2. Can you continue a conversation, without changing your voice, while lifting or moving the object?
    3. Can you breathe normally while lifting or moving the object?
    4. Can you lift or move the object without using tensing your neck muscles or pulling a face? 

    If you can answer 'YES' all if the above, it is probably safe to lift providing that you bend your knees, keep your back straight and pull up your pelvic floor muscles before shifting the object for additional support. Keep the object close to your body to minimise the strain on your pelvic floor. If it is too heavy for you to do on your own, ask someone else for help.


  • Housework:  Plan your housework so that you do not have to do it all at once, and try not to do too much at the end of the day when you are already tired.  You can ask your family to help out or set up a rota for yourself so that you do not have to do it all in one day.  If you had a long day, try to sit down while you prepare dinner.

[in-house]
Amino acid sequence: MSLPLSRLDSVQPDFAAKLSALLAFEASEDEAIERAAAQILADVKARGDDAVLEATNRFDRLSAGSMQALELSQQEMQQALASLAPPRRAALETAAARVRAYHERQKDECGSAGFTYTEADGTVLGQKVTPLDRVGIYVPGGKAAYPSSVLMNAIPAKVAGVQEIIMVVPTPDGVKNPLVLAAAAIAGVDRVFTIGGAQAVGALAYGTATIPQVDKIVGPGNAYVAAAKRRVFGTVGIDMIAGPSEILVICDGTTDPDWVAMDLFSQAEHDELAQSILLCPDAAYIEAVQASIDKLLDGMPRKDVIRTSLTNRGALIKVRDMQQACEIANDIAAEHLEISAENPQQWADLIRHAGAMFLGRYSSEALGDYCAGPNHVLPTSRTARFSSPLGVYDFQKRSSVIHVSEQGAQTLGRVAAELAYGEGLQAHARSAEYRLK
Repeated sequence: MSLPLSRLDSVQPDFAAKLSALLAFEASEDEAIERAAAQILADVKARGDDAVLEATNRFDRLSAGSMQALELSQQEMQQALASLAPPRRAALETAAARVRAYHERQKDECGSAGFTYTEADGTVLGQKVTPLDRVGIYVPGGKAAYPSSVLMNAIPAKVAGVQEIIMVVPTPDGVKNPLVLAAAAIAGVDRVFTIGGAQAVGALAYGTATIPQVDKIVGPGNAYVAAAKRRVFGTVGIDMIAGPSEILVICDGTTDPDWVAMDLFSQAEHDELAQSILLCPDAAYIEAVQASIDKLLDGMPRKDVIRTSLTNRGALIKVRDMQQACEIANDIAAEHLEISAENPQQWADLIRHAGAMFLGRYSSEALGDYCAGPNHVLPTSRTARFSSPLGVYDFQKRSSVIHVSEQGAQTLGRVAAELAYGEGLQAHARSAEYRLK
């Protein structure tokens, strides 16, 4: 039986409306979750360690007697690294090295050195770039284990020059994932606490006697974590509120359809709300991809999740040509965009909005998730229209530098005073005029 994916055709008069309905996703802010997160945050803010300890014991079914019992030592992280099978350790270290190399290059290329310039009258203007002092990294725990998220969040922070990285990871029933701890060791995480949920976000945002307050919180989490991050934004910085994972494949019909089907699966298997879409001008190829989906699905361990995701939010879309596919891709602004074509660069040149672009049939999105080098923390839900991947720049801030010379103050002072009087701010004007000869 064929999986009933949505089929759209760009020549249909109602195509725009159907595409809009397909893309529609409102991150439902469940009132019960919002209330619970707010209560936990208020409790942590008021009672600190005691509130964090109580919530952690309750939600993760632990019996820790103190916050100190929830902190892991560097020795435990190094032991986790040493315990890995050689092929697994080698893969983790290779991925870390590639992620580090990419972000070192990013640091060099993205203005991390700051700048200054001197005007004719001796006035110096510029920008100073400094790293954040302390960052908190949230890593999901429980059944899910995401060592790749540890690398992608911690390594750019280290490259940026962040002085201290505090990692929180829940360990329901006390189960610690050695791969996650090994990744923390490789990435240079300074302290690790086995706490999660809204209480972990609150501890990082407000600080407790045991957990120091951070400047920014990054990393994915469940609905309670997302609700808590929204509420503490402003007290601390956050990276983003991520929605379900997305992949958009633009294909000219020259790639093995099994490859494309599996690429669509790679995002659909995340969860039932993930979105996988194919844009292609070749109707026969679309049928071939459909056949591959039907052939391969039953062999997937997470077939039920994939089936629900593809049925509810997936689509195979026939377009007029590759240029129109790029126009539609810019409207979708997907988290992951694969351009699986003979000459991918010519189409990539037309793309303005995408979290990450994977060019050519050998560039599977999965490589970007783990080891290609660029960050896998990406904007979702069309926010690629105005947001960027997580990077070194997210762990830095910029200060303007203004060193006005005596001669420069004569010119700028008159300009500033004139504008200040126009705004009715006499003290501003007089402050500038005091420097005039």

• Shopping: Avoid carrying heavy shopping bags.  Use a trolley rather than a basket while shopping and make sure the wheels run smoothly.  If you use public transport, do smaller amounts of shopping at a time and consider getting a wheelybag to take your shopping home.  Try online shopping for groceries and have it then delivered to your house.